“If the deal now being negotiated is accepted by Iran, that deal will not prevent Iran from developing nuclear weapons—it will all but guarantee that Iran will get those nuclear weapons —lots of them,” he said. In the most anticipated speech to the US Congress by a foreign leader in years, Netanyahu said Iran’s regime was “as radical as ever,” could not be trusted and the deal being worked out with the US would not block Iran’s way to a bomb “but paves its way to a bomb.”
The speech escalated Netanyahu’s campaign against President Barack Obama’s Iran diplomacy, putting unprecedented stress on the two leaders’ already strained ties. Although given the cold shoulder by the US administration, Netanyahu on Monday offered an olive branch, saying he meant no disrespect to Obama by accepting an invitation to speak to US lawmakers that was orchestrated by the president’s rival Republicans. He said the US should not lift sanctions until Iran “changes its behaviour”, a comment that could stiffen support among Republicans to maintain US sanctions on Iran or seek to escalate them.
He added that the drop in oil prices put the US and other countries in a stronger position to negotiate with Iran.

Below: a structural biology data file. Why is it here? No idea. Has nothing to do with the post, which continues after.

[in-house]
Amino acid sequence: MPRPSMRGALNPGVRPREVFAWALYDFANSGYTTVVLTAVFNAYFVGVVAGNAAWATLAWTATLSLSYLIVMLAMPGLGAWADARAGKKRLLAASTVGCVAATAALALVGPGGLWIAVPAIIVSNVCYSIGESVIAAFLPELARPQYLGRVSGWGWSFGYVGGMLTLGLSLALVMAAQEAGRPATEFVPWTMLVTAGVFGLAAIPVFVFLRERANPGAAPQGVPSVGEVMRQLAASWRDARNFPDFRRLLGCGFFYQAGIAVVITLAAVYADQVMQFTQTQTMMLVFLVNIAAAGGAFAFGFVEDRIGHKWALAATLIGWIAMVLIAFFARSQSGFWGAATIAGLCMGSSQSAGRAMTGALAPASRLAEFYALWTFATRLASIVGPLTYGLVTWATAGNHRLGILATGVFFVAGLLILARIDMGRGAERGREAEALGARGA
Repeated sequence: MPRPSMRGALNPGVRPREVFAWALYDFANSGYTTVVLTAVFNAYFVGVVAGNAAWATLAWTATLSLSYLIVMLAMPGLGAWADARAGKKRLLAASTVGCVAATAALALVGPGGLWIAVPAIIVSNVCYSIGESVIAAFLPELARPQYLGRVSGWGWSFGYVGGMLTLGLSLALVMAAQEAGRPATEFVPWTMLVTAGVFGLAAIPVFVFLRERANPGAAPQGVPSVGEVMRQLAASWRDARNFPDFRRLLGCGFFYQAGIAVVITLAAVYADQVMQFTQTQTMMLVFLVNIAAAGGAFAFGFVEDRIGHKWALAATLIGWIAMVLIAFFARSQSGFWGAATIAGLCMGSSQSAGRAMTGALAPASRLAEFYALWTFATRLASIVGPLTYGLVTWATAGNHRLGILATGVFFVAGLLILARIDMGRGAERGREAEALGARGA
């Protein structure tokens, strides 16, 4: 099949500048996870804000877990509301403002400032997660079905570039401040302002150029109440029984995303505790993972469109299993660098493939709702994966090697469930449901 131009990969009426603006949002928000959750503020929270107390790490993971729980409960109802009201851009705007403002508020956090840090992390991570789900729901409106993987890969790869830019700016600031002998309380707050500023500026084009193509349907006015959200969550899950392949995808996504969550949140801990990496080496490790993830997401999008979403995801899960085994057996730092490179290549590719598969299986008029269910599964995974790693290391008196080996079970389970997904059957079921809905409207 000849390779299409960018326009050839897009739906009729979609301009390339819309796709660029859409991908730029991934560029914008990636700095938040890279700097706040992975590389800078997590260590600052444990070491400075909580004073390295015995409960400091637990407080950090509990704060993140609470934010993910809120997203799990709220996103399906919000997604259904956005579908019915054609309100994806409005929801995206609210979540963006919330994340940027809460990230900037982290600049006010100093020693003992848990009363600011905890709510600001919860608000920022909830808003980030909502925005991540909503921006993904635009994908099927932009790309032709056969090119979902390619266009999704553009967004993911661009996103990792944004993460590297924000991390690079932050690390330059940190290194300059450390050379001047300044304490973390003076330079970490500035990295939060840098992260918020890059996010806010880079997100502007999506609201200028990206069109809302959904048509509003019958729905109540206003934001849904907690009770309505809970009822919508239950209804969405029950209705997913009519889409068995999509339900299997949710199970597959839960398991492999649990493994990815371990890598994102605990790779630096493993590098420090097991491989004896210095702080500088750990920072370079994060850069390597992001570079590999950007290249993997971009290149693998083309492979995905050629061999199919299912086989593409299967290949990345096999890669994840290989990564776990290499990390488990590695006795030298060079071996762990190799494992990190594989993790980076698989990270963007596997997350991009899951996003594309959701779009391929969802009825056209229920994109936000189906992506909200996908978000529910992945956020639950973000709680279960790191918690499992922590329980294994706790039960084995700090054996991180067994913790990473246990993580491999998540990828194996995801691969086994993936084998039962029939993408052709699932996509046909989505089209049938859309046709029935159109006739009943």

“Iran’s nuclear program can be rolled back well beyond the current proposal by insisting on a better deal and keeping up the pressure on a very vulnerable regime, especially given the recent collapse of the price of oil.”
Boehner, whose unilateral invitation to Netanyahu triggered the diplomatic storm, said on Tuesday he expected a capacity crowd to hear the speech and played down any divisions. On Monday, Obama appeared to wave off any prospect that the bedrock US alliance with Israel might be ruined by the rancor. Netanyahu, a right-wing politician who has played up his security credentials ahead of a closely contested 17 March election in Israel, has denied his speech would have any design other than national survival.